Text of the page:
Catlin heads bid to close protection gap’
Insurance and reinsurance leaders have teamed up with the United Nations and the World Bank Group to find ways for governments to better use and apply knowledge on reducing disaster risk and building resilience frameworks.
They are also working to build a more sustainable and resilient global insurance market in the face of increasing natural disasters and climate risk.
Of particular concern are developing world countries where more than 90 per cent of economic costs of natural disasters are uninsured; this is known as the ‘protection gap’.
A high-level meeting was held in Washington DC last week, which led to the formation of the Insurance Development Forum. It is to be co-chaired by Stephen Catlin, executive deputy chairman of XL Catlin.
Mr Catlin is also the chairman of the Association of Bermuda Insurers and Reinsurers.
He said: “My grandchildren expect me to make responsible decisions that affect their future.
“Insurers’ risk management skills help us assess natural disaster risk and can be exported to allow governments at all levels to reduce future losses by designing in resilience into infrastructure projects; and in increasing the use of insurance as a pre-disaster economic resource to allow people to protect their families, property and assets.
“Risk identification, measurement, pooling and diversification are essential features of any successful insurance programme and regulation must recognise their value and purpose.”
He added: “These skills can increase the utilisation of insurance which will reduce the reliance on post-disaster aid and better target resources to the most important and needed humanitarian crises.
“Research has shown that a 1 per cent increase in insurance penetration can reduce the disaster recovery burden on taxpayers by 22 per cent.
“The IDF brings together the resources of the broader insurance industry reflected in the membership of the International Insurance Society, The Geneva Association, the International Cooperative and Mutual Insurance Federation and Abir.”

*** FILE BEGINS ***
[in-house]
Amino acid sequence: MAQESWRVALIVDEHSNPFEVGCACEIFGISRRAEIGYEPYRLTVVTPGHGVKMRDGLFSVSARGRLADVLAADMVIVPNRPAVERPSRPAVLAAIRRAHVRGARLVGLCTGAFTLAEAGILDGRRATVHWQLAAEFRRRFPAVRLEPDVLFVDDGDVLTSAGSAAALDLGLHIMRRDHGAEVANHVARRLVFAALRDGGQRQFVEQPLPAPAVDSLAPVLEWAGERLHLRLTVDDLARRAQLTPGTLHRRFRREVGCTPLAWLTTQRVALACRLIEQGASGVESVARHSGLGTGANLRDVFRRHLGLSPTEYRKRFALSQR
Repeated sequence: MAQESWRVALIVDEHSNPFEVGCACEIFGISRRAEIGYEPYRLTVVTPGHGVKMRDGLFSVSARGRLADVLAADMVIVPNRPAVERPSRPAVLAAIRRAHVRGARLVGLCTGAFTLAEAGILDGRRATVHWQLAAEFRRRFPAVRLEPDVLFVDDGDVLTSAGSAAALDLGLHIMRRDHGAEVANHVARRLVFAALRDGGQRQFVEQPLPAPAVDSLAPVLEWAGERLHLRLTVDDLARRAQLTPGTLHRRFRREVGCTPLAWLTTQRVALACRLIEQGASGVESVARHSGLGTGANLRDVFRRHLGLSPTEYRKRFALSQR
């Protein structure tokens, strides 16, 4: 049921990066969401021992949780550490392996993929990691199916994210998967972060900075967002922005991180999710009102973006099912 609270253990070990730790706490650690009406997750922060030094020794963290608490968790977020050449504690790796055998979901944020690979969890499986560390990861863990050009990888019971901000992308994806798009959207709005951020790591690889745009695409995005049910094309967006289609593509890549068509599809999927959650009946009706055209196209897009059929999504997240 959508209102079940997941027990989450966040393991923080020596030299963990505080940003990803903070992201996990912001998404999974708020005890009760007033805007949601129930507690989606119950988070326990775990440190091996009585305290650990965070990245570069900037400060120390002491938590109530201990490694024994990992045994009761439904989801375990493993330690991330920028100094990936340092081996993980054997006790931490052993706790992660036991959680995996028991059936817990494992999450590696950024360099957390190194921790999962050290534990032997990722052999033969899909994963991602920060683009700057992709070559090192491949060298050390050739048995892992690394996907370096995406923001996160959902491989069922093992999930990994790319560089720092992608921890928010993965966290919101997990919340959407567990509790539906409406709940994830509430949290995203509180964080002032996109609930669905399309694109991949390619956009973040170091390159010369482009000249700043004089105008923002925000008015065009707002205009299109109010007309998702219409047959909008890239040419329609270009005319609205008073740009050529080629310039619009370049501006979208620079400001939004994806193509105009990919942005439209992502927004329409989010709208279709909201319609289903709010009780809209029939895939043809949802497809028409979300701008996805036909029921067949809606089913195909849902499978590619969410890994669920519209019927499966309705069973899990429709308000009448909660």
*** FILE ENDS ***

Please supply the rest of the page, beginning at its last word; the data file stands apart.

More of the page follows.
Ban Ki-moon, UN Secretary General, attended a planning meeting with a number of insurance industry chief executive officers which emphasised the importance of the industry in building natural disaster resilience and helping meet the UN’s sustainable development goals.
Through coordination of insurance-related activities, the Insurance Development Forum will take action to help close the so-called protection gap in the developing world.
Joaquim Levey, managing director and World Bank Group chief financial officer, is a co-chair of the forum, and said: “We, at the World Bank Group, are focused on eradicating extreme poverty and boosting shared prosperity. With only about 17 per cent of people in low and middle income countries with financial savings and insurance, compared to 45 per cent in high income countries, it is the most vulnerable in our society who will benefit most from being insured.”
Helen Clark, administrator of the United Nations Development Programme and former prime minister of New Zealand, is also a co-chair of the forum.
The forum’s seven working groups have been given specific project goals and will report to the high level steering group in September, in the margins of the UN General Assembly.
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